The NIC enacted the ban following alcohol-related deaths at two of its member fraternities, including Beta Theta Pi at Pennsylvania State University.
The NIC did not respond to requests for comment.
UCLA fraternities were banned indefinitely from hosting in-house events with alcohol in January 2018, over six months before the NIC announcement, following a vote by the IFC’s executive board and fraternity presidents.
The ban was enacted after the 2016-2017 president of the Theta Delta Chi fraternity was arrested and charged with assault and attempt to commit rape and oral copulation.
However, the IFC lifted the alcohol ban the following month after voting to pass a new risk-management policy, which required fraternities to have third-party security guards and bartenders at all registered events.
Former IFC President Noah Mayer previously said the council would enforce the policy through post-party reports submitted by security guards. He added fraternities failing to adhere to the policy would face IFC’s judicial process.
The IFC also voted to ban all drinks with alcohol content over 15% by volume at in-house fraternity events in October. This ban is still in effect.
UCLA did not respond to requests for comment regarding the university’s enforcement of either alcohol ban, but previously said it does not have the jurisdiction to enforce the fraternity ban.
UCPD Lt. Kevin Kilgore said UCPD is not involved in enforcing the IFC alcohol ban.
IFC President Josh Kaplan, External Vice President Preston Strother and Vice President of Media and Outreach Kenny Yamaguchi did not respond to requests for comment.
Lack of oversight
Thomas Fairleigh Denove, professor emeritus in the UCLA School of Theater, Film and Television, received an eight-year sentence in May for two charges of sexual assault of children under 14 years old.
Denove was sentenced to six years for one count of long-term sexual abuse of a child under 14 and two additional years for performing lewd acts on a child under 14. He plead no contest to the charges in November, but did not officially retire from UCLA until December.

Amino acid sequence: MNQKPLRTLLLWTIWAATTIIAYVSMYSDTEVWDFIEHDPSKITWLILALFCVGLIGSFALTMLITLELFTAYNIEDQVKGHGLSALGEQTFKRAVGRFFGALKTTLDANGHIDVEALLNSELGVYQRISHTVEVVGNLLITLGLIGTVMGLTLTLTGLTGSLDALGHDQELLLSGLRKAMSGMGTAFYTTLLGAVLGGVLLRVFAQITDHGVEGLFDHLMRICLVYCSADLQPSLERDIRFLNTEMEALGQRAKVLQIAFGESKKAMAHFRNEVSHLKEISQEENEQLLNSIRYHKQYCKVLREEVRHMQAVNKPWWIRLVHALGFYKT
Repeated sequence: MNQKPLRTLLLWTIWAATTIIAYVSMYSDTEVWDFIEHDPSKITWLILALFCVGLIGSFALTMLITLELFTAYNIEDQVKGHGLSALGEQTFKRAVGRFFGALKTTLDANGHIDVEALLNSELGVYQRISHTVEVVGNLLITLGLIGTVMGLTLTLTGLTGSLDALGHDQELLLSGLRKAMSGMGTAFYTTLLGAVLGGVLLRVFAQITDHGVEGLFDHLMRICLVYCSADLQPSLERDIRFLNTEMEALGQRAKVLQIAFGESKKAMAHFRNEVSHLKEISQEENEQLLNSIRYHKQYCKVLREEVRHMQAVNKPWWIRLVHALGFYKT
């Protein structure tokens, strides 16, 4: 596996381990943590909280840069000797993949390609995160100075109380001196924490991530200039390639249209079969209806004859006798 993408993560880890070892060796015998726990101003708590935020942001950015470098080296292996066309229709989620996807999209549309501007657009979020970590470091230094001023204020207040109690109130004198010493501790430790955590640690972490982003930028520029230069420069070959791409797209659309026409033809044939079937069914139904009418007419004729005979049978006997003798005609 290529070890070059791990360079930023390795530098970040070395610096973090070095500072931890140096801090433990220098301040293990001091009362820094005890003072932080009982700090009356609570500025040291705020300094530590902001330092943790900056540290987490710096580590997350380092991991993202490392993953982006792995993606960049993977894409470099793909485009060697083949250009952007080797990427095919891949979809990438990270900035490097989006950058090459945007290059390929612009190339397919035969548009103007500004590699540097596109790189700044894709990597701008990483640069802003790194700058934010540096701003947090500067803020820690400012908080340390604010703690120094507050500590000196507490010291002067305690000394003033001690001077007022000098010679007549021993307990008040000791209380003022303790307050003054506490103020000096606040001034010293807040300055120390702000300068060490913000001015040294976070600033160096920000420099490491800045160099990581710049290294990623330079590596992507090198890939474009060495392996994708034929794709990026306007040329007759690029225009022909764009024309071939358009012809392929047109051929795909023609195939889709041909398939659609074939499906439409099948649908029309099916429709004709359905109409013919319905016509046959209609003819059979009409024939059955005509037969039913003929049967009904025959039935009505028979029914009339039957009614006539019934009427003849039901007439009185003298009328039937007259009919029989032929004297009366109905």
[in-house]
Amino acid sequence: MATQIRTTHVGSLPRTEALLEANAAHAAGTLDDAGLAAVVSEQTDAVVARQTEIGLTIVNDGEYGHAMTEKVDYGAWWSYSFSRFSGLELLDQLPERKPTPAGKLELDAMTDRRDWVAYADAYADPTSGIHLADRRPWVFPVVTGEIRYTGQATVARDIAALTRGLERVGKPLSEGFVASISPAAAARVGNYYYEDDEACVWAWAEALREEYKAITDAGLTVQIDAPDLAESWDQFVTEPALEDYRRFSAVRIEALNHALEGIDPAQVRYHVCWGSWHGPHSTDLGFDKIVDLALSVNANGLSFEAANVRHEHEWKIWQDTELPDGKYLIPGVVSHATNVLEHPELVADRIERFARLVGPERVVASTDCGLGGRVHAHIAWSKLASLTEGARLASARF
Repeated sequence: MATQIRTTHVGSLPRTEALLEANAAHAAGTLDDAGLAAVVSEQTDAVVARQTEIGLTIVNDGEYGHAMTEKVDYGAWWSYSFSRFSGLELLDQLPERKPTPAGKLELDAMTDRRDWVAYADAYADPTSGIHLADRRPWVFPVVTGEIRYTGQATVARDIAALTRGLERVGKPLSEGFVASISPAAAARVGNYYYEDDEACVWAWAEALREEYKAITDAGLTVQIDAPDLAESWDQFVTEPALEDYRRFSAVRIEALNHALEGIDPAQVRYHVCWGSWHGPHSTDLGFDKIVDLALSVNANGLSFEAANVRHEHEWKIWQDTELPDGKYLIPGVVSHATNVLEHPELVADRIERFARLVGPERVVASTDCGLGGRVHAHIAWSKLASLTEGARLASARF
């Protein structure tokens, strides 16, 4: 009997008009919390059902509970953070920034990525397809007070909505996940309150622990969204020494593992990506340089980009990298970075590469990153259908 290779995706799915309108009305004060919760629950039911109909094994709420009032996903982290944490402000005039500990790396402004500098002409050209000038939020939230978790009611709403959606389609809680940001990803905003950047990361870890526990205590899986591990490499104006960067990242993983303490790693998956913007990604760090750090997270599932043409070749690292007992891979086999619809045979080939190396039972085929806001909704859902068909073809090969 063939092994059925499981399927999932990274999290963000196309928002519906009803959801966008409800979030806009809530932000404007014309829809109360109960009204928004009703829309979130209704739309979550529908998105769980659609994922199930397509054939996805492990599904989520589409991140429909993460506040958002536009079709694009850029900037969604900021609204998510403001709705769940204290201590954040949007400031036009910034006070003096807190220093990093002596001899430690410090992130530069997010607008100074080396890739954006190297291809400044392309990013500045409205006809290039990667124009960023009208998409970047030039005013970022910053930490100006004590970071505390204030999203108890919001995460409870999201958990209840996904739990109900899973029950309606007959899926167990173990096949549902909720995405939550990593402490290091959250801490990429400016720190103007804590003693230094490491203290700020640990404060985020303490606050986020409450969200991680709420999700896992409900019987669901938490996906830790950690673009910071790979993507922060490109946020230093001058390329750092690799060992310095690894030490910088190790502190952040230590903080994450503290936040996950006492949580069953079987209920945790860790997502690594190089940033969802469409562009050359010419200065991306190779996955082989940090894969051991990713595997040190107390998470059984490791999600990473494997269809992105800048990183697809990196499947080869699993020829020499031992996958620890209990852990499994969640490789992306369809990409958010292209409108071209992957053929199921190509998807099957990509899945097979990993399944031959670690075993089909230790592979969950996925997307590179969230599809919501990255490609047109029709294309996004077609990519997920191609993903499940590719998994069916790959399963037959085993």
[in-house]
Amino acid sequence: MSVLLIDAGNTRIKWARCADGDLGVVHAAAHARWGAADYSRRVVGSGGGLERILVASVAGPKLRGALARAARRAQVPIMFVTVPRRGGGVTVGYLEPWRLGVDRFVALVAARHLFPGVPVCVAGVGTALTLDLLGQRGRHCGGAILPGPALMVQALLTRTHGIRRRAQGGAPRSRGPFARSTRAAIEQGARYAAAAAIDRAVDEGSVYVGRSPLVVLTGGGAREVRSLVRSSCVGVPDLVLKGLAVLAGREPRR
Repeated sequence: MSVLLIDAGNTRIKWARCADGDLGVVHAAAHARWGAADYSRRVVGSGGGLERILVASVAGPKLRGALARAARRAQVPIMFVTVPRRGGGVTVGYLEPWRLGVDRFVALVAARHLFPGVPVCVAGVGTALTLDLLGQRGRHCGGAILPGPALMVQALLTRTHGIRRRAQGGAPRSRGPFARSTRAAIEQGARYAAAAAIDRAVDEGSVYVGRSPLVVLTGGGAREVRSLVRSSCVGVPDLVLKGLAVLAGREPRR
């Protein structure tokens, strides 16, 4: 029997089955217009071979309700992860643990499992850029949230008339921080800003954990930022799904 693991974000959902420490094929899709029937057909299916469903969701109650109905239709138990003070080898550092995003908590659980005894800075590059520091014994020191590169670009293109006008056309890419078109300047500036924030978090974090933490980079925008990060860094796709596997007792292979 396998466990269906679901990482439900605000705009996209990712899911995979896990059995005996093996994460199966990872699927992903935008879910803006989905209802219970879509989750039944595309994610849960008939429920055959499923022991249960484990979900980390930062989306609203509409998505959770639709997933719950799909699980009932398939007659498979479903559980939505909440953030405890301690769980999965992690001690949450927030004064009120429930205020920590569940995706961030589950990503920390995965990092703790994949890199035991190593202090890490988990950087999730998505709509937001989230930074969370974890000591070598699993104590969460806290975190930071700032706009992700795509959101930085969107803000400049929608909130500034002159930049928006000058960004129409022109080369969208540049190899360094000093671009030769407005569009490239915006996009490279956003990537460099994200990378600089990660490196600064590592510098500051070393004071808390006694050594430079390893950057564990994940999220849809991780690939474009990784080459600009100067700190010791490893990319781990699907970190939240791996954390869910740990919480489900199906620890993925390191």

UCLA has not sent out a campuswide message regarding his removal.
The UCLA Lab School is located on campus roughly 2,000 feet from TFT offices in Macgowan Hall. The Lab School enrolls roughly 450 children under age 12.
UCLA spokesperson Tod Tamberg said all visitors to the Lab School must have an appointment with a teacher, administrator or staff member. He added there are no reports or evidence that Denove visited the UCLA Lab School or had contact with its students.
Tamberg declined to comment further on behalf of the Lab School.
Jerry Kang, vice chancellor for equity, diversity and inclusion, said previously in an email statement UCLA is considering requiring background checks on faculty hires.
Title IX violations
The UCLA Title IX office released 31 cases of UCLA employees who violated the University of California Policy for Sexual Violence and Sexual Harassment in October.
The documents, which describe incidents of unwanted sexual comments and advances over the last two years, were released following a California Public Records Act request. The documents were heavily redacted.
UCLA spokesperson Ricardo Vazquez said UCLA is committed to maintaining an environment free of harassment and discrimination.
He added he could not provide information regarding UCLA’s plan to communicate updates about the cases to the public or whether redacted names will be released if the respondents’ employments are terminated, because Title IX investigations are confidential.